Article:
By Mark Twain - ? By Mark Twain . The Life of Mark Twain Born Samuel Langhorne Clemens in Florida,

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  • A Connecticut yankee in King Arthurs Court

    Jessica Doscher Devon Clevenger Christian Eisenstein

    Phyllis Lucas Alex Muller Caroline Lankford

    By Mark Twain

  • The Life of Mark Twain Born Samuel Langhorne Clemens in

    Florida, Missouri on November 30, 1835.

    Began working on a newspaper with his brother around the age of 15.

    Took the name Mark Twain from his days as a river pilot. It means safe to navigate.

    After the outbreak of the Civil War, Twain travelled all over the United States, working as a newspaper reporter in various places.

    Published Connecticut Yankee in 1889. Died on April 21, 1910.

    Source: Biography. The Official Website of Mark Twain. N.p., n.d. Web. 15 Nov. 2013

  • Twains Politics

    In religion and politics people's beliefs and convictions are in almost every case gotten at second-hand, and without examination, from authorities who have not themselves examined the questions at issue but have taken them at second-hand from other non-examiners, whose opinions about them were not worth a brass farthing.

    - Autobiography of Mark Twain

    Mark Twain was very critical of people abusing their religious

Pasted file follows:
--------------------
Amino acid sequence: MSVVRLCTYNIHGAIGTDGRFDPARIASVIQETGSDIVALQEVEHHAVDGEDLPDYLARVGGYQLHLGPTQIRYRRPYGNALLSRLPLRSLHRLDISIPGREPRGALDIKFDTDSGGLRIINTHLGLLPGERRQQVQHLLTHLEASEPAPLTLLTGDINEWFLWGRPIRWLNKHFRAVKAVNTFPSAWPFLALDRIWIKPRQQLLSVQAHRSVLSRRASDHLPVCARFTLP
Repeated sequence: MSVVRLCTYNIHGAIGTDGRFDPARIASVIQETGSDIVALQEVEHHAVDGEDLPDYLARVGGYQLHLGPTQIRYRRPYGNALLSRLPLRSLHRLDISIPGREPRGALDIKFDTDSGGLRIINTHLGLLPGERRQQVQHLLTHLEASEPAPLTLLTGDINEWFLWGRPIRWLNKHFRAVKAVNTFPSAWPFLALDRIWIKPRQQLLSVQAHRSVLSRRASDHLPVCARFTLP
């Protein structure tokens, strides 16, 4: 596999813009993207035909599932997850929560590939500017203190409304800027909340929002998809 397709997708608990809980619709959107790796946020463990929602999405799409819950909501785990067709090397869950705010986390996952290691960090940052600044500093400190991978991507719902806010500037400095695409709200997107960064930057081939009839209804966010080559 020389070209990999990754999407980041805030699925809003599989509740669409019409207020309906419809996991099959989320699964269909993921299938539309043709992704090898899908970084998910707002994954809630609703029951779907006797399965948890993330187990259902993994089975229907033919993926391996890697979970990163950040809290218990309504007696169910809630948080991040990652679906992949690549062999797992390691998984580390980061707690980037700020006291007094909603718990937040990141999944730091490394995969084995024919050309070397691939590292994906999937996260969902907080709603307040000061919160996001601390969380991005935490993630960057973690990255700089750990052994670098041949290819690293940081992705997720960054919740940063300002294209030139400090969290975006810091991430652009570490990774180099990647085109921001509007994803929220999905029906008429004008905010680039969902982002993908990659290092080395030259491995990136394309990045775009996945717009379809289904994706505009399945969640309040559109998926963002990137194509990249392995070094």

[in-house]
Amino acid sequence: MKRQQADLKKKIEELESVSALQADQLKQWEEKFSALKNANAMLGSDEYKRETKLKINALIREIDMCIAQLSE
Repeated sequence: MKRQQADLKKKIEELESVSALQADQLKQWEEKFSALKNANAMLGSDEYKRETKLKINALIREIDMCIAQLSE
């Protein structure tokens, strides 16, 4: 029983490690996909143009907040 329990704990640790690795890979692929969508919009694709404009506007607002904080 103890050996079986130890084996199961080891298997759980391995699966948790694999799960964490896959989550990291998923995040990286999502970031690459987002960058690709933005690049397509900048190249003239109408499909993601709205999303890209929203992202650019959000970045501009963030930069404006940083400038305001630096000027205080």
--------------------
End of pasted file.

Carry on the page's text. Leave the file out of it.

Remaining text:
and political influence for personal gain.

  • Introduction Hank Morgan, a 19th century engineer with the capacity for making

    just about anything, is given the opportunity to forge a new history when hes literally knocked back through the centuries by a disgruntled factory worker. Trapped in a time not his own, Hank struggles to accept his predicament and to bring logic and technology to the otherwise child-like minds of Camelot. In order to achieve his ends, he must take on the persona of The Boss and tread the superstitious lines drawn by the nobility and the church by carefully passing off his engineering feats as benign magic. Gradually, he puts an end to the foolish knighthood and his pockets of 19th century learning expand to all corners of the kingdom. Sadly, this futuristic utopia was not to be and, in an instant, an interdict from the Church sends his progress tumbling back into the Dark Ages. In the end, it is a none-too-pleased Merlin that puts the dear Boss to sleep for centuries to comeand right back where he started.